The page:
Papers Submitted for the Best Paper Award

Papers Submitted:

ID Title Bibliographic Details Impact Statement View Paper Change Paper Details
1 DRE-ip: A Verifiable E-Voting Scheme without Tallying Authorities Siamak F. Shahandashti and Feng Hao. In I. Askoxylakis et al. (eds.): ESORICS 2016, LNCS 9879, pp. 223-240, Springer, 2016. We propose a polling station electronic voting system that does not require tallying authorities. The system is proven secure even if the voting machine is compromised. This is in contrast with previous systems which require secure storage on voting machines. The system also provides mechanisms for individual verification of that ballots are cast as intended, and for public verification of that cast ballots are tallied correctly. Requiring neither tallying authorities nor secure ballot storage substantially simplifies the setup and deployment of such electronic voting systems. We are currently working on a test deployment of this system on off-the-shelf devices. View Paper Change Paper Details
2 Architecting Holistic Fault Tolerance Rem Gensh, Ashur Rafiev, Alexander Romanovsky, Alessandro Garcia, Fei Xia, Alex Yakovlev, HASE 2017, accepted on October 26, 2016 This study is about design and implementation of Holistic Fault Tolerance (HFT) architecture. We describe main elements of the HFT architecture, which includes the HFT controller and HFT agents. The HFT controller is a crosscutting unit that controls fault tolerance, performance and resource utilisation of the entire system. The HFT agents are special objects that monitor and if necessary intervene in the control flow of critical functions of the system components. At the moment we are working on the evaluation of the HFT approach to ensure that it is efficient and provides better maintainability of fault tolerance functionality. View Paper Change Paper Details
3 Influence Tokens: Analysing Adversarial Behaviour Change in Coloured Petri Nets Peter Carmichael, Charles Morisset and Thomas Groß; STAST 2016; Accepted on November 4th 2016; Social Engineers can use influential techniques to exploit human behaviour. For a security officer, simulating and analysing such attacks would provide useful insights towards possible countermeasures. We propose the notion of influence tokens, which a social engineer can exploit to change human behaviour. We model the relationship between agents and a social engineer using Coloured Petri Nets, which govern the behaviour of influence tokens. We then illustrate our results showing how influence tokens propagate, impact and alters a Social Engineers success rate in a tailgating scenario. In particular, we show that a specific combination of tokens will increase the adversaries success rate, whereas, investing in a different set of tokens yields no further rewards for the adversary View Paper Change Paper Details
4 PiSHi: Click the Images and I Tell if You Are a Human M. Mehrnezhad, A. Bafghi, A. Harati, E. Toreini, International Journal of Information Security, Springer Journal, Feb 2016, P 1-17. This paper introduces pictorial intelligent system for human identification (PiSHi), an image-based captcha which uses three human cognitive abilities to distinguish humans from machines. The first is the human ability to easily recognise the image’s upright orientation. The second is the human brain’s ability in recognising a picture’s content when it is only partially visible. And the third is the human ability in unconscious decision making when encountering pictorial challenges. This work models such complicated human patterns in problem solving for the first time. In order to extract these behavioural patterns and save them in a pattern database, we have implemented our own captcha and performed a series of experiments. PiSHi’s interface presents the user with a set of distorted pictures and asks her to click on the upright orientation of all the pictures in any preferred order. Next, it captures the user’s interaction patterns, compares them with the ones saved in the pattern database, and grants her a corresponding credit. Based on this credit, the user either passes or fails the test, and participates in updating the picture database. Our experiments indicate that human users can solve our proposed captcha effectively—with an accuracy of 99.44 %. Besides, our proposed system is secure against several types of attacks including random guessing and reverse image search engines. The results offer the possibility of utilising the identified human behavioural models in practical captchas. View Paper Change Paper Details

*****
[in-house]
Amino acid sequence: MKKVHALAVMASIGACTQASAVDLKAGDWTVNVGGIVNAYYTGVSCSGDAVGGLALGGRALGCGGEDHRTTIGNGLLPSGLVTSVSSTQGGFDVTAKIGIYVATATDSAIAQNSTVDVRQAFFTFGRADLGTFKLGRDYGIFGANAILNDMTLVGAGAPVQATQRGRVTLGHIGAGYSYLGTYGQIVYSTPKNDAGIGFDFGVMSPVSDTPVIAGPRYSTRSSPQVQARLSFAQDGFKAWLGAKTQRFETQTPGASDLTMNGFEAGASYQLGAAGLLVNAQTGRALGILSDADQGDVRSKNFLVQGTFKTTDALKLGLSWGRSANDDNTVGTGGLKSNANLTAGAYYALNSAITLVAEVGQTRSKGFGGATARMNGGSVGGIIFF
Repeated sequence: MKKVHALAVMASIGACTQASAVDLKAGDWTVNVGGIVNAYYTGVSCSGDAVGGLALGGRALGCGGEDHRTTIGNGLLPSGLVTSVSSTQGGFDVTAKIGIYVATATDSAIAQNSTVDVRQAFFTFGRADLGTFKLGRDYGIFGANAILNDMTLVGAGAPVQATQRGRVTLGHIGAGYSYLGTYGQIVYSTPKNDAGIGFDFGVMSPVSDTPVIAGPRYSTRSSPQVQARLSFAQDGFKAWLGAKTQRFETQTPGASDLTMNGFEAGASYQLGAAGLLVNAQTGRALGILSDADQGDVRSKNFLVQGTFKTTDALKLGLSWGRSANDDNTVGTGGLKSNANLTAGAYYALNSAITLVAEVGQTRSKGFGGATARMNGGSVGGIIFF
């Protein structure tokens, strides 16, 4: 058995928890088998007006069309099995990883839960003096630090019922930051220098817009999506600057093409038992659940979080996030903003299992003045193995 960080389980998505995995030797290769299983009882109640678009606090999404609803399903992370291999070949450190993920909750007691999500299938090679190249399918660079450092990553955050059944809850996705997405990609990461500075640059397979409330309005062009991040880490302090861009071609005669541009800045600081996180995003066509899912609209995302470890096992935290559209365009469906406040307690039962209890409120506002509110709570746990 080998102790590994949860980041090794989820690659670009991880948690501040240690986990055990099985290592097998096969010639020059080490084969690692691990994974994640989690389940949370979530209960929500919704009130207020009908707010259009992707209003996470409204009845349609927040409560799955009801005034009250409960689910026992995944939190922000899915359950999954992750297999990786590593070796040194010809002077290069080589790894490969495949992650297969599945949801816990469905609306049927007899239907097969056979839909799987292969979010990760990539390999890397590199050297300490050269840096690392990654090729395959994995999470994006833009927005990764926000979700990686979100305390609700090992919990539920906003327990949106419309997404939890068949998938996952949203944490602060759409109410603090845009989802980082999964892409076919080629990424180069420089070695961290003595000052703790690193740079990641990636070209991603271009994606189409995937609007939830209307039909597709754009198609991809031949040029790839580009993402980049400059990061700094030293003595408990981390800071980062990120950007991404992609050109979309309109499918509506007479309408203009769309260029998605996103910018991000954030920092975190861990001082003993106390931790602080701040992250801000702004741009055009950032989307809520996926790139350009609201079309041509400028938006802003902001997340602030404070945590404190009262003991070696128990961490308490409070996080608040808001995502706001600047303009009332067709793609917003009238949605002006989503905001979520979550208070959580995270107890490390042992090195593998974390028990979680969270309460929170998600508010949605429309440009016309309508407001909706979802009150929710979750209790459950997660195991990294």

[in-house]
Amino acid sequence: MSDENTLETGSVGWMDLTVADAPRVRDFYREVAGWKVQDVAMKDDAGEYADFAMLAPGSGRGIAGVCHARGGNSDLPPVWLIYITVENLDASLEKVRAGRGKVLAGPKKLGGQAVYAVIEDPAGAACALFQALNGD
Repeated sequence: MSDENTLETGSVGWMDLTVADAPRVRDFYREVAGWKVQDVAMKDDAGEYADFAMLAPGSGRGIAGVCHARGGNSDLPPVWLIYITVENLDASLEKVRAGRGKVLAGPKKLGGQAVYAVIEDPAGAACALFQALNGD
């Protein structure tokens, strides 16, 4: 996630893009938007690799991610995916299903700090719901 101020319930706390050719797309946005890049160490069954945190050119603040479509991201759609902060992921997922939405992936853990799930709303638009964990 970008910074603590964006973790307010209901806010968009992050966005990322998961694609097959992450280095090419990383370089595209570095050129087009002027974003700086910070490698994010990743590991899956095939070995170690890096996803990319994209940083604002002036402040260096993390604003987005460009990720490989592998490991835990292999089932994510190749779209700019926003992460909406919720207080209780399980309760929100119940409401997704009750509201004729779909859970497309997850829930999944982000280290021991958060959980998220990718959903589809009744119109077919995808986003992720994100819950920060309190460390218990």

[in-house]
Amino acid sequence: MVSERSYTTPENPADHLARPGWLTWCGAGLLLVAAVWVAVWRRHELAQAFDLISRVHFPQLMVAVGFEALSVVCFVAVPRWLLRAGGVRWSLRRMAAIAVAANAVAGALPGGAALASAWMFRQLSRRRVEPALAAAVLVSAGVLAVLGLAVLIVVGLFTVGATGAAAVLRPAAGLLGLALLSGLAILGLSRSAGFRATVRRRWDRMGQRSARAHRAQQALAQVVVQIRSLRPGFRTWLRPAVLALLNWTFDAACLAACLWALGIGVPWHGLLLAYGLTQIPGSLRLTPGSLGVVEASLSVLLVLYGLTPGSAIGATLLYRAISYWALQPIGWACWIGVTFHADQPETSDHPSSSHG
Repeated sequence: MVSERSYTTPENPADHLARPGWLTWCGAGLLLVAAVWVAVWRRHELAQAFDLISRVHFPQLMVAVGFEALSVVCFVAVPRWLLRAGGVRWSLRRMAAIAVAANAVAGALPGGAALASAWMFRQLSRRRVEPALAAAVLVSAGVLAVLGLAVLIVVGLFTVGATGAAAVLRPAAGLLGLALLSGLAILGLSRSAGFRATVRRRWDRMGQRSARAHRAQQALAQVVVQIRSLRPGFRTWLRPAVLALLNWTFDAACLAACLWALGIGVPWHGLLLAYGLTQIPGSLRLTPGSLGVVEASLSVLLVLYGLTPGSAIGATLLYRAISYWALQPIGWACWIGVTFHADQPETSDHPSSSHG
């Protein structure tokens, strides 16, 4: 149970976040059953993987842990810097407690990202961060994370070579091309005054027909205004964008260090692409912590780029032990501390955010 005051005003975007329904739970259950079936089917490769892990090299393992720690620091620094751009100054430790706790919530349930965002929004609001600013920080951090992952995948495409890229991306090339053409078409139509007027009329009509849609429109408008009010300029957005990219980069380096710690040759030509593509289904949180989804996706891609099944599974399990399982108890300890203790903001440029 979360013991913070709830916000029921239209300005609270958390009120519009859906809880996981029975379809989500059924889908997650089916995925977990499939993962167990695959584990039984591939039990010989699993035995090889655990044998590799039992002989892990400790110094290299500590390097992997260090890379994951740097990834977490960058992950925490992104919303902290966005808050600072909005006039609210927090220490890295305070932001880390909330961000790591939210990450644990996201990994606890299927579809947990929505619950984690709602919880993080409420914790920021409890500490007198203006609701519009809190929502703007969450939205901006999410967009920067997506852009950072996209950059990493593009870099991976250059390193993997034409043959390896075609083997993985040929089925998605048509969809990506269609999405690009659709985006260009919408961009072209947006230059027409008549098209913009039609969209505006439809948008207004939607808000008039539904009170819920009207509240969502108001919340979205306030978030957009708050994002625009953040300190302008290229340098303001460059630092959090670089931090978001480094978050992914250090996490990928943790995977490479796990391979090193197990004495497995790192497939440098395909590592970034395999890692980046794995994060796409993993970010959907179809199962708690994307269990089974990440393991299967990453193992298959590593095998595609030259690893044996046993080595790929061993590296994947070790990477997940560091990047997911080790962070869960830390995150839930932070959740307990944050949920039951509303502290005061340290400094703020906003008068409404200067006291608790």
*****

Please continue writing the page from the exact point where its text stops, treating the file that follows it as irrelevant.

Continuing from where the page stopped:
5 Does The Online Card Payment Landscape Unwittingly Facilitate Fraud? Ali, M. A., Arief, L., Emms, M., and Van Moorsel, A. In IEEE Security & Privacy, 2017 We present an attack scenario involving payment systems such as iTunes, Google Wallet, and PayPal that allows attackers to subvert the payment functionality from its intended purpose of validating entered credit or debit card details, into helping the attackers to generate all of the security data fields required to create an online payment account. Even worse, these data will allow attackers to transfer money to an anonymous recipient, on top of an ability to fraudulently purchase items online. Our experimental work has shown that it is possible to implement a web bot which will generate all of the fields required to create an online account, starting with only the 16-digit card number (which can be obtained through many means including contactless payment cards skimming, or buying it from dubious online sites). We have proved that it is possible to circumvent all of the security features (including separation of printed and electronic data and rule for storage of data by the merchants) put in place to protect the cardholders. We have also demonstrated that it is possible to refine the web bot so that it will generate data from multiple websites, circumventing the limit of the number of attempts one can make to enter the correct value, which is imposed by some payment systems. Therefore, we believe that a potential solution to fix this problem should be at the payment gateway level, not at the individual website level. As a result of our ethical disclosure process, a number of the top 10 Alexa rated online merchants have changed their online security settings. This shows that the research is relevant and impactful. View Paper Change Paper Details